Run flooring in soft soil

Discussion in 'Coop & Run - Design, Construction, & Maintenance' started by edselpdx, Jan 29, 2009.

  1. edselpdx

    edselpdx Chillin' With My Peeps

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    I am planning to convert a child's playhouse into a coop and am getting that planned out well with footings, predator protection, ventilation, space planning etc thanks to the help from all I've read here (I lurk alot). I will be using 1/2" x 1/2" hardware cloth for ventilation openings and the bottom 3 feet of the run enclosure. I will have 3-5 hens--as far as the city's concerned, it's 3 of course. The run area will be about 10' x 15', with part of it under a big old fir tree.

    Here's the problem: The ground is quite soft in that area due to years of fir debris and duff. I'm concerned that if I just bury the outer edge of the fencing down a foot or so that possums and raccoons (and maybe my dachshund) will be able to burrow in too easily. No other predators to be worried about really as the whole yard is also fenced in from neighbors' properties. I'm considering putting down some fencing flat on the ground--buried maybe a couple of inches below the surface--starting about a foot outside the run enclosure and extending into the run area a couple of feet to ensure nothing burrows in. I would attach that to the regular vertical run fencing with wire or zipties. Hardware cloth is hella expensive, and trenching anything in for that size run will be much work, so advice needed. The area is quite dry, as the fir tree keeps most snow/rain out, so no snowload issues for the top.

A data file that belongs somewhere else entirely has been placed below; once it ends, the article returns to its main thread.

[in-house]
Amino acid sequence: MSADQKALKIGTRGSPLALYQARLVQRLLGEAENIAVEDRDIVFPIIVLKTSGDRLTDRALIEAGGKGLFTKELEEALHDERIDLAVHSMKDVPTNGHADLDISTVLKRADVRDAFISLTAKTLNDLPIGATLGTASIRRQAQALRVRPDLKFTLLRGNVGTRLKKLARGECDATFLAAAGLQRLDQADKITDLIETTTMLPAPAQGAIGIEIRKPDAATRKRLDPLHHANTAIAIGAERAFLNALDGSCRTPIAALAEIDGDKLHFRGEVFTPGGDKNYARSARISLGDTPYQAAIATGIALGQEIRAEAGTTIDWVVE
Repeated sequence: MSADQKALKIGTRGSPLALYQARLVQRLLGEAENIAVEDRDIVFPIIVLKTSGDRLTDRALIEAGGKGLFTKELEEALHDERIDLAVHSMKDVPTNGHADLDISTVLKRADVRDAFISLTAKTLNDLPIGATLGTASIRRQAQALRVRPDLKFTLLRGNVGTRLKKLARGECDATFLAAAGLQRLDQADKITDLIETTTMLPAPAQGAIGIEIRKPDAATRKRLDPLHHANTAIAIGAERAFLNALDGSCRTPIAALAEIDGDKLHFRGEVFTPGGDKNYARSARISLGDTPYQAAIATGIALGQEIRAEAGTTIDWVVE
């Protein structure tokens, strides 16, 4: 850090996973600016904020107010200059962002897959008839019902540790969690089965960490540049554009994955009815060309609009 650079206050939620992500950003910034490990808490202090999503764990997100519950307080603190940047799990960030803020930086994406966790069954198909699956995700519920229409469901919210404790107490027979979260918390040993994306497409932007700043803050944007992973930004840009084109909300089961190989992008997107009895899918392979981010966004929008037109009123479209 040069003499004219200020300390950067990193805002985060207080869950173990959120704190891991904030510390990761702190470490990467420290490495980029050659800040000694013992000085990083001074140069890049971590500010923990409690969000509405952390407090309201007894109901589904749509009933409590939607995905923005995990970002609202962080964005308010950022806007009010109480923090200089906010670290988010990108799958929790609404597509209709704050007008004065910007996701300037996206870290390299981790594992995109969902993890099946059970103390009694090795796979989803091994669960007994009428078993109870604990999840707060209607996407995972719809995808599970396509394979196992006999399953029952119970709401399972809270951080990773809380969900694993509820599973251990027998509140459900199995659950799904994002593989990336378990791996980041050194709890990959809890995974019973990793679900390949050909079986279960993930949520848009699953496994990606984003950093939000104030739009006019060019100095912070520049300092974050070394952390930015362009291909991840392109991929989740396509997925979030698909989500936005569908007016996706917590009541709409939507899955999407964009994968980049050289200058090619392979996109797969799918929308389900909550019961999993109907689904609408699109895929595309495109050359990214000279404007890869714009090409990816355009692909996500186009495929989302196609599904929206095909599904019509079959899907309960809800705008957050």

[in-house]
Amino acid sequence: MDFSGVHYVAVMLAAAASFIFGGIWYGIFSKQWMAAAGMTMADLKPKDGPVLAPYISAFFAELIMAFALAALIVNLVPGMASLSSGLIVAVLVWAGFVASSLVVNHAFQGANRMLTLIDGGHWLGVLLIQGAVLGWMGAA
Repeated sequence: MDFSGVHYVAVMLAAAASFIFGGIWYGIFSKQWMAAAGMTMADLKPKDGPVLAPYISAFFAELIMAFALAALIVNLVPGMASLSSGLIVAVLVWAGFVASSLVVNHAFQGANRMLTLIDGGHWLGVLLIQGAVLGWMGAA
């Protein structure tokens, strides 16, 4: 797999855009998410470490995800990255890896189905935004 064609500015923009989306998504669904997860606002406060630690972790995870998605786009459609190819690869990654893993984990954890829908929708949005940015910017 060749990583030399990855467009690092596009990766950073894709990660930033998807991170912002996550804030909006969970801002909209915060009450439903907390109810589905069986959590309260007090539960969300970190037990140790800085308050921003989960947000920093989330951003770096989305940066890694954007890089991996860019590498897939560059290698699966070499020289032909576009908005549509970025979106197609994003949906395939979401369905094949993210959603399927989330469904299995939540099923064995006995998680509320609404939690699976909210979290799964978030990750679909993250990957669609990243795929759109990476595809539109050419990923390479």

My questions:
    1. Is this even necessary, or will just running hardware cloth from the fence outwards at a 90 degr angle for 12 inches be adequate? 18"? The ground is *really* soft and gives under foot.
    2. What kind of fencing (how big of openings) should I use for this "flooring" barrier? Can I use chicken wire for part of this barrier (especially the part inside the run on the ground)?
    3. How wide should I go on either side of the vertical fence, given the very soft nature of the ground in this area.
    4. I also need to provide protection from above so no one decides to come down the fir tree into the run. Can I use chicken wire for that? Maybe with hardware cloth as a "collar" around the tree. What about using some sheet metal as a tree trunk collar so climbing down the trunk is not possible?

    I can't move the run to anywhere else in my urban yard really, since I'm dealing with city ordinances requiring 25' setback from homes.

    Look forward to your help! Thanks,
    Sonya
     
  2. patandchickens

    patandchickens Flock Mistress

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    Quote:I don't think you want to do that. Several reasons: 1) it will mess up your fir tree's roots and possibly have a serious lasting impact on the tree's health. 2) it won't really do much of any good anyhow -- unless you are wiring the whole floor of the run (which I am not a fan of anyhow) a predator will just push the wire up and/or continue digging under it til it reaches blue sky, you know?

    What you want is wire flat on the ground (well pinned down, or lightly buried) extending OUT from the run fence, preferably 2-3'. It does not have to be hardware cloth unless you are trying to prevent weasels or rats, and frankly it is debatable how well it will deter weasels and rats will get in no matter what anyhow. 1x1 or 2x4 mesh in a heavy gauge is just fine, and cheaper too [​IMG]

    1. Is this even necessary, or will just running hardware cloth from the fence outwards at a 90 degr angle for 12 inches be adequate? 18"?

    See above re: most of that, but you really want more than a foot. And only extending outwards, not inwards too.

    The ground is *really* soft and gives under foot.

    This isn't *wet*, is it? Just a big fluffy organic pillow? (just checking)

    If you are concerned, go more like 4' out from the fence with your apron, and make sure it is well weighted down (big rocks, chunks of broken concrete, cinderblocks, pavers, whatever).